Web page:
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Radlett Lodge School calls for volunteers

 Published on: 30th September 2014   |   By: The Newsdesk   |   Category:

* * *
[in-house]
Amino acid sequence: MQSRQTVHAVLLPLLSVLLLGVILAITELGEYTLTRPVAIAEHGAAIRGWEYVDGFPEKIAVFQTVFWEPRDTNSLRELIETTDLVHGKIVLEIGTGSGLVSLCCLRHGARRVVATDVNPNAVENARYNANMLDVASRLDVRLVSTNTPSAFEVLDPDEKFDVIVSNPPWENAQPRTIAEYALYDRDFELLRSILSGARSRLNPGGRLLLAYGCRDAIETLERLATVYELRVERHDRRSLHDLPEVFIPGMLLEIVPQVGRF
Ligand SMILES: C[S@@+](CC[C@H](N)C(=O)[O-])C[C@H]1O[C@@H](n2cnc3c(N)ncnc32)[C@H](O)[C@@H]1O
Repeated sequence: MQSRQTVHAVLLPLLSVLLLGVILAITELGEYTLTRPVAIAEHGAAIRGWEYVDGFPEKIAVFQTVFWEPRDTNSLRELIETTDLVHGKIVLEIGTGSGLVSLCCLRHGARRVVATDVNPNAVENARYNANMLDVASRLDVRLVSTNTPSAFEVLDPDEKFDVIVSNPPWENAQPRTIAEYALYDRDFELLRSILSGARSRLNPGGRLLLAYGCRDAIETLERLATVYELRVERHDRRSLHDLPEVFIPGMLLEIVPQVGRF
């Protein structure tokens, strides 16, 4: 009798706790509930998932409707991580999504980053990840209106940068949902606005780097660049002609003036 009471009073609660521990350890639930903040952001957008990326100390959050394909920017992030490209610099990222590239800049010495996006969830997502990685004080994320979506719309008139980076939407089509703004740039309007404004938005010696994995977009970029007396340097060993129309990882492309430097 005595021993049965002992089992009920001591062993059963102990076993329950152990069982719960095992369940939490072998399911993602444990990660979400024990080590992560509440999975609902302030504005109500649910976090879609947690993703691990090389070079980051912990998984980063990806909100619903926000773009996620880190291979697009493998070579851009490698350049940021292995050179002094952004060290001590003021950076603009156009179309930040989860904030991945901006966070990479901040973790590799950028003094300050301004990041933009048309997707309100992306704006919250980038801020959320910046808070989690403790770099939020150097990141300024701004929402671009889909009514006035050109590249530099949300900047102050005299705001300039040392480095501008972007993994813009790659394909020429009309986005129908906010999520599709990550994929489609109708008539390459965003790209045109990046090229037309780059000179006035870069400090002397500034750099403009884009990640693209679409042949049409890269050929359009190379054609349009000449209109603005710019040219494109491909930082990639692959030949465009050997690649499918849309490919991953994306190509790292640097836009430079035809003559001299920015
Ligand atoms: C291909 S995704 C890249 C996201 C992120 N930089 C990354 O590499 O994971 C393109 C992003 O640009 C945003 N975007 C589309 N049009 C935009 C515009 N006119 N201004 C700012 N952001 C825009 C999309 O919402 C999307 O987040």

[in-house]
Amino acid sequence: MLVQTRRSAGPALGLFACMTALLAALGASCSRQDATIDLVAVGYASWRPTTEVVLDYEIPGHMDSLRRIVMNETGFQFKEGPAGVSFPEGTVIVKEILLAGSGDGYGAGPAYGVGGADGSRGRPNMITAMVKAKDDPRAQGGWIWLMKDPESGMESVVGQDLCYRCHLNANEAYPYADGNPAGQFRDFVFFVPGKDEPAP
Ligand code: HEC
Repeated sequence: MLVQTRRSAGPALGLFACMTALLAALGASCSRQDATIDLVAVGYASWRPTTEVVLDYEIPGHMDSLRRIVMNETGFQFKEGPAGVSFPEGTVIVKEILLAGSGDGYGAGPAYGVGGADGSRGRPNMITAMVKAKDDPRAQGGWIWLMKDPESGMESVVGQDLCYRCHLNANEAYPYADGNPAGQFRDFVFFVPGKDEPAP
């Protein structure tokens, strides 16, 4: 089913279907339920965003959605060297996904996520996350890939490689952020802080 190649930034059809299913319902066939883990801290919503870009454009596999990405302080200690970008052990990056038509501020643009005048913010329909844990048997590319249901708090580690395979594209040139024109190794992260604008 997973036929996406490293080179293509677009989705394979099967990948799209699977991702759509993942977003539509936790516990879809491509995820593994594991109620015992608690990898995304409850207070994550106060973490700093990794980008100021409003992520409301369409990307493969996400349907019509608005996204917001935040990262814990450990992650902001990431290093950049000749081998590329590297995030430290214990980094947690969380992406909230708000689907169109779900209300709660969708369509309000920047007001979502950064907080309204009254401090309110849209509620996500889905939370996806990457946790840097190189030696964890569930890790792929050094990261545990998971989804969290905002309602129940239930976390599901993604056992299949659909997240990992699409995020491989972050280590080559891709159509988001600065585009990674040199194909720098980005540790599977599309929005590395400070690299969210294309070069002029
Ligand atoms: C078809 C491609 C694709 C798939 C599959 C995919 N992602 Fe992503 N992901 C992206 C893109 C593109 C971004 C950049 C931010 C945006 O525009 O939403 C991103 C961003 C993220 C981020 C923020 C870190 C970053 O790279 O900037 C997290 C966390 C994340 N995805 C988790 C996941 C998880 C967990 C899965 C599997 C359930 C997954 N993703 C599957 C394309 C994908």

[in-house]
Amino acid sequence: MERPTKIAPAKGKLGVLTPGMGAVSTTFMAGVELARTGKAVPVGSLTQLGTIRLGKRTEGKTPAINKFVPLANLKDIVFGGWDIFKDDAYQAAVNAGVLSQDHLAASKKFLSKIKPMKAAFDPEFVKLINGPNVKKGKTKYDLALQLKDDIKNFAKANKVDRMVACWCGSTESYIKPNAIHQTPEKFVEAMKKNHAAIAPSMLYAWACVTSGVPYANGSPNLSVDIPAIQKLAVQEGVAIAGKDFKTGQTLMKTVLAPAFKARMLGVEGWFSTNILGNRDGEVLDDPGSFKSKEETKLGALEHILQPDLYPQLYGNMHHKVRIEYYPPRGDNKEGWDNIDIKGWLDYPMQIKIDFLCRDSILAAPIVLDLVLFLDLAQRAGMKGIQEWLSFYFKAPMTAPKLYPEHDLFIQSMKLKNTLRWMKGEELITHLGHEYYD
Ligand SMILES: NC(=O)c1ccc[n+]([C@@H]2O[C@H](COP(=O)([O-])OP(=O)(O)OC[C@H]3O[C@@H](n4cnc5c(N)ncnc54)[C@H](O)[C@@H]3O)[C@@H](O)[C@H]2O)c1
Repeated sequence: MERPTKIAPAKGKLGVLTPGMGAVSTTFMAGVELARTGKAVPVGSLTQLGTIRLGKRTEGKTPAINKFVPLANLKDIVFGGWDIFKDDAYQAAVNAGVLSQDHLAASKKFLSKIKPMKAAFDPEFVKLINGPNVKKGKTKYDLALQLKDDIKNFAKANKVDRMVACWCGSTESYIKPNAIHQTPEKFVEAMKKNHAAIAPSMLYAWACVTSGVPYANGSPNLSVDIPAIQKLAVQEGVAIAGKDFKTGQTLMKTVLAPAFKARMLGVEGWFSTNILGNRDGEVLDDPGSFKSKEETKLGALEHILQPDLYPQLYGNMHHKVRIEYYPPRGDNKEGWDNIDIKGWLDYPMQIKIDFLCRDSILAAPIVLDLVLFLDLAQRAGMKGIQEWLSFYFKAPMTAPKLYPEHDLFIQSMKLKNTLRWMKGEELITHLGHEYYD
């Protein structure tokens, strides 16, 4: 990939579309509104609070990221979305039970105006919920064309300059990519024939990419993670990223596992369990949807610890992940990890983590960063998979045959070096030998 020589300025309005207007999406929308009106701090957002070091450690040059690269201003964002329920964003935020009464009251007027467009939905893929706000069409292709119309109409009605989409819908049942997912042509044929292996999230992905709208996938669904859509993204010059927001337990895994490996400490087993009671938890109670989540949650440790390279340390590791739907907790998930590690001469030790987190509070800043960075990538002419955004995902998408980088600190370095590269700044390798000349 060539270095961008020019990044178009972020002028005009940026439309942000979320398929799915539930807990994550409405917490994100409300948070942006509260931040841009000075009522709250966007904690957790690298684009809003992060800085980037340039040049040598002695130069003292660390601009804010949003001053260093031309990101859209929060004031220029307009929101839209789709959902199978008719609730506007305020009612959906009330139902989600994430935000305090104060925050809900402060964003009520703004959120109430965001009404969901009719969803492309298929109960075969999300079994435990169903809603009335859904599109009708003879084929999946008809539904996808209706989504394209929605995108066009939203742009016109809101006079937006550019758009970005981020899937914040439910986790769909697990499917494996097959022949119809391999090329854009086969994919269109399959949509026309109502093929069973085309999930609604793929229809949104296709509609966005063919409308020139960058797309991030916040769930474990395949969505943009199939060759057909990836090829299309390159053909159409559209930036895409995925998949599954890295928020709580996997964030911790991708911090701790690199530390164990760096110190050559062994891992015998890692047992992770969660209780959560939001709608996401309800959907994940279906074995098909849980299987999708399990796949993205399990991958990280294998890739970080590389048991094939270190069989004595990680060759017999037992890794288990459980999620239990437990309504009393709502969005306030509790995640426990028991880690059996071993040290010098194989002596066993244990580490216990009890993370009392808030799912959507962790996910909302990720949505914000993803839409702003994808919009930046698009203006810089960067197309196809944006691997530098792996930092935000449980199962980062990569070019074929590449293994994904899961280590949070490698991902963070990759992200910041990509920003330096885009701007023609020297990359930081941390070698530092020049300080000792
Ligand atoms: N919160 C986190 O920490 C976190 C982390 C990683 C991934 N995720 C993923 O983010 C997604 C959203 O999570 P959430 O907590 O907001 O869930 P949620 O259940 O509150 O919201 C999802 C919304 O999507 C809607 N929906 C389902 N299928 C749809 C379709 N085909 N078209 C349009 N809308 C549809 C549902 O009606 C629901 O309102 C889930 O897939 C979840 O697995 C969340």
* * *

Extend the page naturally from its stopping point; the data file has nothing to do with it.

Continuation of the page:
Paul and Bus Source National Autistic SocietyA local school for children and young people with autism is looking for volunteers to drive the school minibus on days out. Radlett Lodge School is run by the National Autistic Society (NAS) and supports 55 pupils with autism, aged four to 19 years. The staff work hard to prepare the students for adult life and try to take them out on day trips in the school minibus as often as possible so they can experience the outside world and improve their social skills. But these trips are often dependent on the availability of volunteer drivers as the teachers and classroom assistants need to be free to support the students during the journey. A couple of local people already help out, and the school is looking for additional volunteers so that more students can enjoy days out. 56 year-old Paul Stewart, from Radlett, has been driving the minibus for four hours a week for the past two-and-a-half years. He said: “Volunteering for Radlett Lodge has opened my eyes to the challenges faced by children and young people with autism, but also allowed me to experience the fun of working with such unique individuals. The students often make me laugh and make me feel that I am making a positive contribution; they sometimes make me ‘Thank You’, ‘birthday’, or ‘Christmas’ cards, which I find very touching. “I also really enjoy driving so volunteering is never a chore and, because I live so close to the school, it’s convenient too.” “I would recommend volunteering to anyone, no matter how much time you can provide. It’s always appreciated and is hugely rewarding as one can witness directly the positive impact it has on the students.” Jo Galloway, Principal of the school, said: “Autism affects how a person communicates with and relates to other people, and means that many of the children and young people we support find it hard to make sense of the world. Everyday social situations like buying a train ticket or making small talk can be confusing and even frightening, often leaving them feeling isolated. “But taking our students out into the local community and encouraging them to interact with others helps them to understand everyday social situations and learn new social skills. “We’re so fortunate to have a minibus to take them out, but rely on a small but dedicated group of volunteers to drive the students. We’re currently looking for more volunteers so, if anyone is interested, whether it’s for a couple of hours a week or more, please get in touch. “Full autism training will be provided by the school so volunteers don’t need to know much about the condition prior to applying. They just need to be keen to help out and have a relevant driving licence. A small amount of time can make a huge difference.” If you’re interested in volunteering, please contact Marina Quinn at

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